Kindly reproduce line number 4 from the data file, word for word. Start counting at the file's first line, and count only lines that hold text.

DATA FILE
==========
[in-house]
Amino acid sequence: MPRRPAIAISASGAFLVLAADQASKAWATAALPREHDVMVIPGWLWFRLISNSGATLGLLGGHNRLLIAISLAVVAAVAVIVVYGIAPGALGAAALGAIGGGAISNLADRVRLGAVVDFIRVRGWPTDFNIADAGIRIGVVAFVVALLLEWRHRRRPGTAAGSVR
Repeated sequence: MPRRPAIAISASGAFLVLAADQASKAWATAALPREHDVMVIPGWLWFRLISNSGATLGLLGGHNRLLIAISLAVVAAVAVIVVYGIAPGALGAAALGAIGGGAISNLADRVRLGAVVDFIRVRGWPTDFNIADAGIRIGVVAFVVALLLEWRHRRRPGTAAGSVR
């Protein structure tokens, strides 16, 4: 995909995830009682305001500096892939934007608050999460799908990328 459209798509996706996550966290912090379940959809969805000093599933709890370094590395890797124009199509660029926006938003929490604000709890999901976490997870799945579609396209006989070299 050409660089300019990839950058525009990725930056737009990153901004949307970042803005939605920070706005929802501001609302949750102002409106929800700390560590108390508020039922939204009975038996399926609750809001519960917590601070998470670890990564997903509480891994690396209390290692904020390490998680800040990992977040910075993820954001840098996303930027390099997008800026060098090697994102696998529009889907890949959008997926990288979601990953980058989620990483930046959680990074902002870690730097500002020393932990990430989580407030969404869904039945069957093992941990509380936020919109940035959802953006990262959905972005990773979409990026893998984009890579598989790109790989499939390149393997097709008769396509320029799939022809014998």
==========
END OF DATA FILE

């Protein structure tokens, strides 16, 4: 995909995830009682305001500096892939934007608050999460799908990328 459209798509996706996550966290912090379940959809969805000093599933709890370094590395890797124009199509660029926006938003929490604000709890999901976490997870799945579609396209006989070299 050409660089300019990839950058525009990725930056737009990153901004949307970042803005939605920070706005929802501001609302949750102002409106929800700390560590108390508020039922939204009975038996399926609750809001519960917590601070998470670890990564997903509480891994690396209390290692904020390490998680800040990992977040910075993820954001840098996303930027390099997008800026060098090697994102696998529009889907890949959008997926990288979601990953980058989620990483930046959680990074902002870690730097500002020393932990990430989580407030969404869904039945069957093992941990509380936020919109940035959802953006990262959905972005990773979409990026893998984009890579598989790109790989499939390149393997097709008769396509320029799939022809014998």